This morning we're chatting with award-winning romance author Nina Pierce.
Nina grew up in a house full of readers so becoming enamored with books was only natural. In her early teens, she discovered romance stories and fell hopelessly in love with knights in shining armor and the damsels who saved them.
Eventually, reading about alpha males and their journeys to find happy-ever-after endings wasn’t enough. She needed to write her own stories of fated loves and soul mates.
Nina discovered the passionate side of romance with her sexy stories. For her, she said, "It’s all about the sweet scent of seduction mixed with the heart warming aroma of romance."
Nina resides in the northeast with her high school sweetheart and soul mate of twenty-seven years and several very spoiled cats who consider her “staff”.
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Now, take it away, Nina Pierce
Can You Define Your Hero?
by Nina Pierce
So who doesn't love a hunky, take charge guy in a romance novel? Well, it turns out ... I don't. Well, I mean I thought I did, but then writers and readers started talking about the alpha heroes they love and it occurred to me, that's not really who I write.
I thought all my guys were alpha heroes. Not that they steamroll over the heroine or completely wall off their emotions, but they do step up to the plate when the time comes. The problem was they didn't seem to have that pushy, never-give-an-inch attitude many people associate with alphas. But they definitely didn't fit into the wimpy sidekick beta hero either.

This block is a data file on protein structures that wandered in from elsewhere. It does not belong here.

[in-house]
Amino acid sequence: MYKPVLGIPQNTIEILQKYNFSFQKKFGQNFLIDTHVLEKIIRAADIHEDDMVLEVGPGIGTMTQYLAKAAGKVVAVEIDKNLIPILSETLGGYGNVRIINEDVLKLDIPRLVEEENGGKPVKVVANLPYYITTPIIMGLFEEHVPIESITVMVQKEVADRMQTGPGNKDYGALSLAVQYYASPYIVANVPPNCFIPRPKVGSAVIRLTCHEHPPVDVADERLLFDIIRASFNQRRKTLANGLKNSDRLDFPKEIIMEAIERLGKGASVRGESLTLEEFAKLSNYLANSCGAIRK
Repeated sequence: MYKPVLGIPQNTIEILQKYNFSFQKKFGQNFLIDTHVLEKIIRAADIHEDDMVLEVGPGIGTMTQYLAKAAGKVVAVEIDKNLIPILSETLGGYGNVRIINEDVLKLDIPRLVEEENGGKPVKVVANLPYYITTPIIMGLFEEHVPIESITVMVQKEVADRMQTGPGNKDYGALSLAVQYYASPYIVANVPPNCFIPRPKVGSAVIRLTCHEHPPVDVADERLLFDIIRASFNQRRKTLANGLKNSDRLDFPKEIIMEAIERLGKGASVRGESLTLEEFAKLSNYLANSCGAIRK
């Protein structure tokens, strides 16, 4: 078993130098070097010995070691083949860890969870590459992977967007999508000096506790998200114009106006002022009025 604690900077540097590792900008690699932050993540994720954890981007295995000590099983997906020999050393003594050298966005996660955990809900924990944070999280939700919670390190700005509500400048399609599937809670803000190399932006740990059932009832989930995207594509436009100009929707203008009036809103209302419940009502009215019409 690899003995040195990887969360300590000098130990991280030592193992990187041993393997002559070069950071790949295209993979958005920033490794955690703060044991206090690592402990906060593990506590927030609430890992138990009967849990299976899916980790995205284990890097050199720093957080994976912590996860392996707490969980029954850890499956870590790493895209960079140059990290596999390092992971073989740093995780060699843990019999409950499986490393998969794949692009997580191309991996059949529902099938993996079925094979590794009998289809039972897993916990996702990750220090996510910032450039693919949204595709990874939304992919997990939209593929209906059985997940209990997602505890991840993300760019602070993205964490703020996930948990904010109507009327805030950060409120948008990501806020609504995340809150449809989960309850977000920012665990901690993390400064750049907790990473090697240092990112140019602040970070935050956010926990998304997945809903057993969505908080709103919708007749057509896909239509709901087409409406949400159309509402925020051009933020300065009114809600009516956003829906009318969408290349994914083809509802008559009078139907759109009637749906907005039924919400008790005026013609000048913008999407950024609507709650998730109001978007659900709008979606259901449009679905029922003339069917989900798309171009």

Okay, I know technically (especially in stories with shifters) there is only one alpha leader. Therefore if you write a story about the other guys, like I do, they would be considered beta. But I just can't go there. In my opinion, the beta hero is a pushover. He wouldn't come to the heroine's rescue. He'd send in his best friend, the alpha, who would save her. He'd be the one to comfort her when the hero's been a jerk, but then turn her over to him when the guy showed up at the front door. But no one writes characters like that. I'm always looking to write the next story so even my "best friend" characters offer more than a supporting role.
So maybe I have the definition all wrong.
In my confusion I checked out a post by Suzanne Brockman who writes all things alpha. But I still didn't get a good feel for this alpha hero. But I found this other article at The Road to Romance. But this post describes not alpha, not beta, but a gamma hero? Wai...whaaaat?
The Gamma Hero
Yeah, the gamma hero pulls the best from both the alpha and the beta heroes. He's a man with all the chutzpah of an alpha but the emotions of a beta. In other words ... the strong male who doesn't run roughshod over the heroine in his quest to bring down the bad guy, but works with her to find the key and discover the lost treasure or slay the dragon or free her world or ... well, you get my drift. This is the guy of romance stories in my opinion. The hero who could don the pages of any GQ magazine, but knows how to BBQ a mean steak for his lady and draw her a bubble bath. *sigh* Yeah, that's the ticket.
So I guess I'm aiming to write gamma heroes. Who knew?
The reality is. It doesn't matter what we call them. It's their heart and soul that brings the reader back to our stories over and over again. Readers need to connect to the hero. Believe he's real. Believe he's the only one for the heroine. Believe in their love story.